|Agency||Chicago Fire Department|
|Type of Firefighter||Career|
|Date of Birth||0/0/0|
|Date of Death||8/1/1894|
|Cause of Death||Contact/Exposure|
|Nature of Death||Burns|
|Attribute of Death||[not applicable]|
|Type of Duty||Firefighting operations|
On August 1, 1894, Chicago Fire Department Lieutenant John McGinn of Engine 41 died in the line of duty while fighting a fire in the city’s lumber district.
The fire started around 7PM, possibly caused by a lightning strike, and heavy winds quickly spread flames throughout the lumberyards, which were exceptionally dry due to the lack of rain during the previous six weeks. The fire area stretched for several blocks, from Ashland Avenue in the east to Robey Street in the west, and was bordered by Blue Island Avenue to the north and the Chicago River to the south.
More than sixty fire apparatus, along with two fireboats, responded to the fire, and were successful in protecting residential neighborhoods that were exposed to the flames. Nevertheless, the fire resulted in more than $2 million dollars in commercial property loss.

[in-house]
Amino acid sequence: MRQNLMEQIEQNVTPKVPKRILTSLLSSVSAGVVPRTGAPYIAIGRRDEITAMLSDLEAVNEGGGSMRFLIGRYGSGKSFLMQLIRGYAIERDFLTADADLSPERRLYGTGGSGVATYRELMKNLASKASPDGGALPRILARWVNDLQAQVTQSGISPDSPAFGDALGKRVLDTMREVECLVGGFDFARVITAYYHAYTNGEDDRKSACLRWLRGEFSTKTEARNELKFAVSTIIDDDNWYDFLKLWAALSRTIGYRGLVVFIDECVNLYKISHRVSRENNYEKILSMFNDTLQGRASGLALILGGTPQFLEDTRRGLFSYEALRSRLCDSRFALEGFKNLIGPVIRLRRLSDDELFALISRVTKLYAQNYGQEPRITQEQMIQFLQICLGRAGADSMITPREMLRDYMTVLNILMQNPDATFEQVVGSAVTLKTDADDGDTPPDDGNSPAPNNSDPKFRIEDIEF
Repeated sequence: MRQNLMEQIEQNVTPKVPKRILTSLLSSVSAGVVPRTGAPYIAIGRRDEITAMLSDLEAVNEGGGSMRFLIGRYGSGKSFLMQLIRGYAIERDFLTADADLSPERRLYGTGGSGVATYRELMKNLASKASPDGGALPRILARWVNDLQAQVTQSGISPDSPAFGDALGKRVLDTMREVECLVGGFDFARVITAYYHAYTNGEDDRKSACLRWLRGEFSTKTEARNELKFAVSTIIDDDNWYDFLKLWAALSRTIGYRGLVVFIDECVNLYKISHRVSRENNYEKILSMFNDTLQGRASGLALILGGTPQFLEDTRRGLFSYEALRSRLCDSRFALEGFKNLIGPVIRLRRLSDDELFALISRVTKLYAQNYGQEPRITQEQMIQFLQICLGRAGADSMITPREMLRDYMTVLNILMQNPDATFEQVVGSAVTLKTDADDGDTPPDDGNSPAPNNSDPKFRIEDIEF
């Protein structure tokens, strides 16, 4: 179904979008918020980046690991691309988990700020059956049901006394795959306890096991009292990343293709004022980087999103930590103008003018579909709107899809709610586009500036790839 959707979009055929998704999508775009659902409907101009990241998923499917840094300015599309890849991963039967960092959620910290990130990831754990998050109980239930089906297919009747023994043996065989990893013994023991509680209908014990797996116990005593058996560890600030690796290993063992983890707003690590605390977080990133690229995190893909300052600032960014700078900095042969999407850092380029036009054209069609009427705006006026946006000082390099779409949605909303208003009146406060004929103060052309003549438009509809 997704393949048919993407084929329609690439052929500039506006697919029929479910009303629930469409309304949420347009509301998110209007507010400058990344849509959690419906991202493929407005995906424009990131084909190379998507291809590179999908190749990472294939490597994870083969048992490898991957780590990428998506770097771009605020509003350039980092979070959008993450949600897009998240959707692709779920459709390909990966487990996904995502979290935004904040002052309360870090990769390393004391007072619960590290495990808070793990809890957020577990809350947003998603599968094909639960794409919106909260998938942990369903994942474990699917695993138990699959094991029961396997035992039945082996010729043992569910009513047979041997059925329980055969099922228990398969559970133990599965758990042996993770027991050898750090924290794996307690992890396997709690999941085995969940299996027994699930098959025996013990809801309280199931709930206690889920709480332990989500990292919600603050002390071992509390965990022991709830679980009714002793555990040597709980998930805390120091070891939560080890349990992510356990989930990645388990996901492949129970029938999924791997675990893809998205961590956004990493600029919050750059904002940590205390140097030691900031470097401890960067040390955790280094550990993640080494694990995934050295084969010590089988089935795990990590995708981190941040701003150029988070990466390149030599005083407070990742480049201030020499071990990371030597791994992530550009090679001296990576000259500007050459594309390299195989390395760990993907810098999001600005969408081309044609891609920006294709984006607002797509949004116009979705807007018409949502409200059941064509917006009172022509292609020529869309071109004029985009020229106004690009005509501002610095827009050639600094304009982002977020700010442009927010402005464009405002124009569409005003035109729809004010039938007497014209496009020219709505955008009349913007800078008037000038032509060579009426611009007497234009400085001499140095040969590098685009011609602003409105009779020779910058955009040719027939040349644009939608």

McGinn, assigned to the fireboat Geyser, was killed as the boat maneuvered through a slip alongside a dock in the Chicago River. When the boat shifted suddenly to avoid a large pile of burning lumber that collapsed, McGinn and two other firefighters were caught in a hose line and swept from the deck of the boat into a bed of hot coals. McGinn was transported to Cook County Hospital, where he died shortly before midnight.
“Big Loss by Fire,” Chicago Daily Tribune, August 2, 1894.
“From the South Side of the Sewer,” Chicago Daily Tribune, August 2, 1894.
“Have a Hard Fight along Slip E,” Chicago Daily Tribune, August 2, 1894.
“Thousands Rush to the Fire,” Chicago Daily Tribune, August 2, 1894.